by Dana Detrick-Clark
Every business benefits from building a foundation of return clients. They are easier to sell to (since they already know how awesome you are), they are more likely to give referrals, and they can provide an predictable, pleasant workflow, once you are comfortable with each other.
So it makes sense that anything we can do to strengthen this relationship is a good idea.
But, a lot of times, we pick superficial ways to do it that don’t really have an bearing on their decision making and our alliance. Things like sending gifts or cards, adding them to our mailing lists so they stay up to date with our organization (whether that has anything to do with them or not), or becoming friends outside of work are great things, but not pivotal in becoming top-of-mind amongst their vendors.
Plus, none of those things really benefit us, either, other than making us feel nice.
Here are 5 ways we can manage return clients and keep them coming back:
1. Know who they are!
Seems simple enough, right? But if you aren’t working together on a weekly or monthly basis, or they are a new point of contact, you need to build rapport and familiarity to make this client feel comfortable.
You should create a reference document or file with your point of contact’s full name, all email addresses and phone numbers, as well as messaging or chatting IDs, if any of those are methods of communication you use with them.
Having these handy will eliminate the need to hunt around if you need to make fast contact, and ensure you’re speaking with the right person if you have any questions.
2. Establish a workflow.
If I know this isn’t going to be a “one and done” client, and I want to future pace our experience, I find out upfront their workflow preferences. I know their hours of operation, so if they need files first thing in the morning, I know when “in the morning” is for them, or when I can best reach them by phone. I get a feel for how close to deadlines they’re contracting me for content, so I can anticipate the level of priority I will be giving them.
And this isn’t a 100% client-dictated scenario, as I have my own workflow this weaves into. But when both of us are on the same page with each project without having to have this conversation each time, things go much smoother.
Again, it’s best to add all of this to a reference document or file that I can call upon as each new project with this client begins.
3. Create consistency with file properties.
From invoices to mp3s, I simplify the file system for my clients and myself by creating an easy to follow system with naming and delivery. It’s not uncommon to have to resend something, and this makes it fast and easy. Plus, at tax time, we can all easily find everything we need.
Some things I like to include are the year, the client name, any specifics about the project (especially for return clients, it helps to number these as we go). This information plus any file details, like what encoding they prefer, all goes straight to my reference document or file for this client.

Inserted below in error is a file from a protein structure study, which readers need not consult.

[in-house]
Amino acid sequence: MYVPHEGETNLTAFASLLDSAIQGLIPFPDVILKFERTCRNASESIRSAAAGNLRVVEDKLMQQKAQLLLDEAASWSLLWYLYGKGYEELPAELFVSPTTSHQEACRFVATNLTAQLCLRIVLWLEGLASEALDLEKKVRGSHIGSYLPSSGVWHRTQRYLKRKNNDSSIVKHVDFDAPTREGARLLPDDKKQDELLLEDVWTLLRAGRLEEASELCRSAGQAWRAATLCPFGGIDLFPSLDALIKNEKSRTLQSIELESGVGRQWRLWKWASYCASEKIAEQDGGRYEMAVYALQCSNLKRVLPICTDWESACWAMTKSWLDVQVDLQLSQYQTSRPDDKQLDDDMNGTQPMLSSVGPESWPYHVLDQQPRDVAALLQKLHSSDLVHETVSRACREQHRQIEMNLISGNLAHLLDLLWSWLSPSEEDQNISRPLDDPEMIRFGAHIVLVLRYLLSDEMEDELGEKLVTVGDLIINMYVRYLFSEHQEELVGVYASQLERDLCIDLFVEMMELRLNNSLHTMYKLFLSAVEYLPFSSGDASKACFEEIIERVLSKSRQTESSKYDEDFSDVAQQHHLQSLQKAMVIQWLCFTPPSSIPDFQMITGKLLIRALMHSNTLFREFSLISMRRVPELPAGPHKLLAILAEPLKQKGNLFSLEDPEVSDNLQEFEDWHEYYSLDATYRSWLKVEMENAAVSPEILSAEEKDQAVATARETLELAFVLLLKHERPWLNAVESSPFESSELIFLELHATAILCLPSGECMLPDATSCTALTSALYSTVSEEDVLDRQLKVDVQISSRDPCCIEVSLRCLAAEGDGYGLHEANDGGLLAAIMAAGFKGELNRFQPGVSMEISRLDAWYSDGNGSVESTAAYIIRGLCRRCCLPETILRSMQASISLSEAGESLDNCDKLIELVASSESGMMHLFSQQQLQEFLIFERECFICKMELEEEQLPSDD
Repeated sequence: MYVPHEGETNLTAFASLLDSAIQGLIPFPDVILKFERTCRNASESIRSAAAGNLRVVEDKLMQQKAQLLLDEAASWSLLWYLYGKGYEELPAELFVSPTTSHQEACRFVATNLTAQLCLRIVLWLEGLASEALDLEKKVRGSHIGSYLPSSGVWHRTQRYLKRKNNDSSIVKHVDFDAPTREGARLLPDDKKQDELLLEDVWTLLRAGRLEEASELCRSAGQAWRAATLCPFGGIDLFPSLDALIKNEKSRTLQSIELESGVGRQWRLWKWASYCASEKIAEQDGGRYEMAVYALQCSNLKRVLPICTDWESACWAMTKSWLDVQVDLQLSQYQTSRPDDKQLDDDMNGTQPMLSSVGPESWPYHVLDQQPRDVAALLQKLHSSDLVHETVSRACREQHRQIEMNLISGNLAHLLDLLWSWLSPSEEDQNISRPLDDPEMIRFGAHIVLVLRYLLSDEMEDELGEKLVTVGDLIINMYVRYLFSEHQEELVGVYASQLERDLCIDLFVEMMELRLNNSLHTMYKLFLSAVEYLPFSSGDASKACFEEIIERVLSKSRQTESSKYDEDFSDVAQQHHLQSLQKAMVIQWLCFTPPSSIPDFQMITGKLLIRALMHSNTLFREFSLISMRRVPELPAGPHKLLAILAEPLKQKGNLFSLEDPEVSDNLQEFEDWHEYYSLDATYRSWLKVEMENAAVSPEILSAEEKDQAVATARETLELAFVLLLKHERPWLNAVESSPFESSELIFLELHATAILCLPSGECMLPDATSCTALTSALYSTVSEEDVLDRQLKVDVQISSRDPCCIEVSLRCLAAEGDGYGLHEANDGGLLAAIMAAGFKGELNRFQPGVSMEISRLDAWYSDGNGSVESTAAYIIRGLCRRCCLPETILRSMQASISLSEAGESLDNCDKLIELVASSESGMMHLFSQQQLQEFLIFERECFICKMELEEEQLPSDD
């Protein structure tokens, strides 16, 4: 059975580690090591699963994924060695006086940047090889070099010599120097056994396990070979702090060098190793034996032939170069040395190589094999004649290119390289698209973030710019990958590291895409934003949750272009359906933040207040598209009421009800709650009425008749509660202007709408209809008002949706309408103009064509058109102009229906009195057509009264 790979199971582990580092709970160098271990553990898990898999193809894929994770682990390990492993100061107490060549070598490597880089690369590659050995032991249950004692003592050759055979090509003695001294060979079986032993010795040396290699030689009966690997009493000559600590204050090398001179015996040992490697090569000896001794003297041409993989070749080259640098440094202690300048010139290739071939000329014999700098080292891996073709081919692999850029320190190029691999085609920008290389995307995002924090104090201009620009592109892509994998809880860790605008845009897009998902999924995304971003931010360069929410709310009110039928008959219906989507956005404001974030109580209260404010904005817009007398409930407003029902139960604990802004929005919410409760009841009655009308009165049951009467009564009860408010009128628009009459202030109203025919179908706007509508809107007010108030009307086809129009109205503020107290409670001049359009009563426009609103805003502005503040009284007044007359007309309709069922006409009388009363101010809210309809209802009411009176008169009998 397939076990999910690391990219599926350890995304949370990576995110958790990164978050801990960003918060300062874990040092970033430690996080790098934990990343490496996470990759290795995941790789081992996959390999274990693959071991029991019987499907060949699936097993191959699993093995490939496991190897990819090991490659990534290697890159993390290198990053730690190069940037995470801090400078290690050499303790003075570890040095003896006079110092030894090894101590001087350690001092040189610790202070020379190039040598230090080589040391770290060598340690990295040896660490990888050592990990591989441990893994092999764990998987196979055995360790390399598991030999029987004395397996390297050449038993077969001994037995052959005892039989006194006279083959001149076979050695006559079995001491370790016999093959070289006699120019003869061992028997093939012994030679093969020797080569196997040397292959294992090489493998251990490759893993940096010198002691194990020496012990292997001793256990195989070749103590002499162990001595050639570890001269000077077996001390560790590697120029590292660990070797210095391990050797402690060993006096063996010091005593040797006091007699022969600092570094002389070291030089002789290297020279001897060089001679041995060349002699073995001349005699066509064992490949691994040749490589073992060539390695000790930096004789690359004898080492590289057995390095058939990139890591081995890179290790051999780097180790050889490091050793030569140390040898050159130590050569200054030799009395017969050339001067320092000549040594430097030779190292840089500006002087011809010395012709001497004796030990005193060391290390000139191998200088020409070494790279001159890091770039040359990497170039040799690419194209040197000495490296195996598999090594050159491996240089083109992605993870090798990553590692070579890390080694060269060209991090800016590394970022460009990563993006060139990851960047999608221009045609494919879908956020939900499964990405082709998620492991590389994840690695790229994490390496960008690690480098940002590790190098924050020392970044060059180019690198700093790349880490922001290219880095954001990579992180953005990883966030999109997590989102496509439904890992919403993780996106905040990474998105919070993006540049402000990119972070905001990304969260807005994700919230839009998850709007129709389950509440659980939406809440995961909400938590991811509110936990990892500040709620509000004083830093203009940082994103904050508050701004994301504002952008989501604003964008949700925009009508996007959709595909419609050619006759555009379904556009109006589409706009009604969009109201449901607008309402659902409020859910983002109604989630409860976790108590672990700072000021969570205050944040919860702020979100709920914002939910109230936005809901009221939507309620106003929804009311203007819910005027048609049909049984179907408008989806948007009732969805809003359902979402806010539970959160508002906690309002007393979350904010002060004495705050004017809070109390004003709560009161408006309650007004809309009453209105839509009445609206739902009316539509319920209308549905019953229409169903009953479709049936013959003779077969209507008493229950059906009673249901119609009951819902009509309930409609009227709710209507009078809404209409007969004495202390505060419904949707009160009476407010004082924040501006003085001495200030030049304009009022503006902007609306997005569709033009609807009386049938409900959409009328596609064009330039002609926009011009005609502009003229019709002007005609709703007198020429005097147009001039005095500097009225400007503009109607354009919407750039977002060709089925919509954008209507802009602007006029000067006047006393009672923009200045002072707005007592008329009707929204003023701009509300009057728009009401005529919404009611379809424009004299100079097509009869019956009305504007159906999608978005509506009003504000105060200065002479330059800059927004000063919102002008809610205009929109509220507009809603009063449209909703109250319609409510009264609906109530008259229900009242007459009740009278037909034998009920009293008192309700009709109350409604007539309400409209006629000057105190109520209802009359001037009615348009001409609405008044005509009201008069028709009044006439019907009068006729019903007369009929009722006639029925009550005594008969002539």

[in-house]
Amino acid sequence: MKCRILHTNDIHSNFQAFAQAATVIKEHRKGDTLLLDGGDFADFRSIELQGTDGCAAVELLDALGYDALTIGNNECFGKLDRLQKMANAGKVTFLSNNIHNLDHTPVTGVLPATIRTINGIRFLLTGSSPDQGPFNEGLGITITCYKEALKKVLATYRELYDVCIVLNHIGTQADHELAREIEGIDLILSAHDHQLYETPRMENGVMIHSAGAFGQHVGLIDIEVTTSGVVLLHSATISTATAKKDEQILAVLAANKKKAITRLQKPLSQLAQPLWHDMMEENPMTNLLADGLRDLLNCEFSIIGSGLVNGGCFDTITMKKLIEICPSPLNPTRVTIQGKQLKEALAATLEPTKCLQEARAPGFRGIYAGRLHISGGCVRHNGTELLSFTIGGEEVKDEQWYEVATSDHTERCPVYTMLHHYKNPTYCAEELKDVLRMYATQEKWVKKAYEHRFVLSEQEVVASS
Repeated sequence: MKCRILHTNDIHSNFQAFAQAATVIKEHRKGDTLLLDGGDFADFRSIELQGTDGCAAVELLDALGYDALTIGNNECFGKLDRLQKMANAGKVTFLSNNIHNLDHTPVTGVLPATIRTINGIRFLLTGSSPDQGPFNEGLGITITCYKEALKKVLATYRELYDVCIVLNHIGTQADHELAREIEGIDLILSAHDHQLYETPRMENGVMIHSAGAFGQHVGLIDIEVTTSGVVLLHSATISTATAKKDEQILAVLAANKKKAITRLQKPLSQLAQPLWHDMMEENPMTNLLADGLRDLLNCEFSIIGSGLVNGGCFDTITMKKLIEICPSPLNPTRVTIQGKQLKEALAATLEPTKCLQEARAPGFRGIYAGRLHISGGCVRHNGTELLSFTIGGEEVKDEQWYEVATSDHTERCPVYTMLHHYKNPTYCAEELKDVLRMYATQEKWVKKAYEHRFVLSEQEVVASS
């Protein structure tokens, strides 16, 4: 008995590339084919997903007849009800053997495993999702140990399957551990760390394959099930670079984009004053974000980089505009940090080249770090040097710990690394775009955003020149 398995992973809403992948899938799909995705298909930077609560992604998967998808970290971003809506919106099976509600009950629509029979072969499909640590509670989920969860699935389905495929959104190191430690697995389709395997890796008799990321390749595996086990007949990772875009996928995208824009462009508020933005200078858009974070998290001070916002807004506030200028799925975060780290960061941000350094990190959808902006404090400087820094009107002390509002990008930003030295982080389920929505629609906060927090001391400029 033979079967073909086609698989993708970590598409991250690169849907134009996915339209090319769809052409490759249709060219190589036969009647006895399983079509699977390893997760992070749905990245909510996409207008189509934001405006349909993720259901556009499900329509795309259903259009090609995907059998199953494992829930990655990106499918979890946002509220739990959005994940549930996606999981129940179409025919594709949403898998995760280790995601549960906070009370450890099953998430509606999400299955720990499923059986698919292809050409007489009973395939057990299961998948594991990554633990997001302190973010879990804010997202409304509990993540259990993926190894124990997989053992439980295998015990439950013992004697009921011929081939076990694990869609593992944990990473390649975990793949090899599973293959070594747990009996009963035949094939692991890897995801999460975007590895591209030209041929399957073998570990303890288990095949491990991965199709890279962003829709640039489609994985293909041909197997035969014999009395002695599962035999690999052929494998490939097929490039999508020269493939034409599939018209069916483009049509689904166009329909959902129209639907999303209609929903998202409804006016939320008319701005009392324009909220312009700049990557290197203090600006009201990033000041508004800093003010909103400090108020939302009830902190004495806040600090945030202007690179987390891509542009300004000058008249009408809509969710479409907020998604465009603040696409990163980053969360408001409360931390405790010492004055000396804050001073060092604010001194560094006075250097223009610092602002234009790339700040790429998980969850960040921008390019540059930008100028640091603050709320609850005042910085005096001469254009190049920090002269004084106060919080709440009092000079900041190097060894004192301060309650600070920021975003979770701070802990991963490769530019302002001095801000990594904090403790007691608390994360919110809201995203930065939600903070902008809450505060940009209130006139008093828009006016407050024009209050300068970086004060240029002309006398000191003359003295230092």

4. Know their lifetime value.
What is this client really worth to you? Their lifetime value makes it clear. I do this very specifically for each client, tallying the number of projects we’ve done, the fee for each project, and the length of time we’ve worked together, and factoring in their cost of acquisition.
Having this information is critical to figuring averages, knowing who my highest value/lowest cost clients are, and telling me where I need to put the majority of my effort. All of that information also goes onto my reference document or file.
5. Be flexible.
It’s great to get into a predictable groove with a client, but when you can easily deal with change within the relationship and workflow, you’re even more valuable to keep around.
Keeping an eye on their industries to anticipate trends is a great way to be prepared for what is to come.
Stay on top of the technology you’re working with, so you won’t lose them to someone more able.
And most importantly, keep the conversation with them open, so you’re hearing straight from them what their biggest needs are. Sometimes it helps to do periodic surveys, or a yearly projections meeting, if you’re doing a heavy volume of work with them. That’s also a great time to update records or fees, if there have been any changes.
Our clients aren’t looking for bells and whistles to stay interested in what you’re providing, they’re looking for consistency, familiarity, and trust. By creating some simple management tasks that help you continuously over-deliver on their expectations, you make yourself an irreplaceable member of their team.
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